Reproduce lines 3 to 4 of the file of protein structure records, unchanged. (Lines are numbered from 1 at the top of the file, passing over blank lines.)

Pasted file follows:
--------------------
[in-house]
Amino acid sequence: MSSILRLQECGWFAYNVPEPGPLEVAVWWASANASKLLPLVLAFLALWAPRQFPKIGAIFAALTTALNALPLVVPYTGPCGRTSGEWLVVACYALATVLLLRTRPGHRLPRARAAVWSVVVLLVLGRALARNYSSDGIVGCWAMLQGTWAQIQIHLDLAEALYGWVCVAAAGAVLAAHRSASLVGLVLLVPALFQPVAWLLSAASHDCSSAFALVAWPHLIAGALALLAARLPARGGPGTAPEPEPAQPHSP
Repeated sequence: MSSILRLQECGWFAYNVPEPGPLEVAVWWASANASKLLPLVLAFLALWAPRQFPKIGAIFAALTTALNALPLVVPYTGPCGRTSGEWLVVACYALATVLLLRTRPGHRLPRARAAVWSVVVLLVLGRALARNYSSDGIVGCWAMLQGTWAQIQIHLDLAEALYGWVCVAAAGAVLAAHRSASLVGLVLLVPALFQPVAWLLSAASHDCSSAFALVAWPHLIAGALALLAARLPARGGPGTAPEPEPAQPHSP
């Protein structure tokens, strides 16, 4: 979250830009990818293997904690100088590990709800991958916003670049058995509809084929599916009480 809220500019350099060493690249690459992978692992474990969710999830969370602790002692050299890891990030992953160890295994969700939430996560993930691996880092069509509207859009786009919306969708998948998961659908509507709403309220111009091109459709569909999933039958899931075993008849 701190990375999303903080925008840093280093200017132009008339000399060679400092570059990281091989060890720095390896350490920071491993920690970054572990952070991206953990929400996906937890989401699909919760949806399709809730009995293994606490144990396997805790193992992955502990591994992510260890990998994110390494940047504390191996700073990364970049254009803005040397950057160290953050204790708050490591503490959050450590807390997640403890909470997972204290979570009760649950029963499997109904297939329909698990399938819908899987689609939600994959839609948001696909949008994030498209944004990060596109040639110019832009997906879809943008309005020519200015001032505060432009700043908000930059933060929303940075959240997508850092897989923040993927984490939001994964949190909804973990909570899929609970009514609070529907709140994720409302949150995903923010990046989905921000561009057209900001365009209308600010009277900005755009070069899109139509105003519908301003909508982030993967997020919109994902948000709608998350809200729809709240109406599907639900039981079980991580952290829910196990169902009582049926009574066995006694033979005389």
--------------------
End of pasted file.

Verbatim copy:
Repeated sequence: MSSILRLQECGWFAYNVPEPGPLEVAVWWASANASKLLPLVLAFLALWAPRQFPKIGAIFAALTTALNALPLVVPYTGPCGRTSGEWLVVACYALATVLLLRTRPGHRLPRARAAVWSVVVLLVLGRALARNYSSDGIVGCWAMLQGTWAQIQIHLDLAEALYGWVCVAAAGAVLAAHRSASLVGLVLLVPALFQPVAWLLSAASHDCSSAFALVAWPHLIAGALALLAARLPARGGPGTAPEPEPAQPHSP
């Protein structure tokens, strides 16, 4: 979250830009990818293997904690100088590990709800991958916003670049058995509809084929599916009480 809220500019350099060493690249690459992978692992474990969710999830969370602790002692050299890891990030992953160890295994969700939430996560993930691996880092069509509207859009786009919306969708998948998961659908509507709403309220111009091109459709569909999933039958899931075993008849 701190990375999303903080925008840093280093200017132009008339000399060679400092570059990281091989060890720095390896350490920071491993920690970054572990952070991206953990929400996906937890989401699909919760949806399709809730009995293994606490144990396997805790193992992955502990591994992510260890990998994110390494940047504390191996700073990364970049254009803005040397950057160290953050204790708050490591503490959050450590807390997640403890909470997972204290979570009760649950029963499997109904297939329909698990399938819908899987689609939600994959839609948001696909949008994030498209944004990060596109040639110019832009997906879809943008309005020519200015001032505060432009700043908000930059933060929303940075959240997508850092897989923040993927984490939001994964949190909804973990909570899929609970009514609070529907709140994720409302949150995903923010990046989905921000561009057209900001365009209308600010009277900005755009070069899109139509105003519908301003909508982030993967997020919109994902948000709608998350809200729809709240109406599907639900039981079980991580952290829910196990169902009582049926009574066995006694033979005389």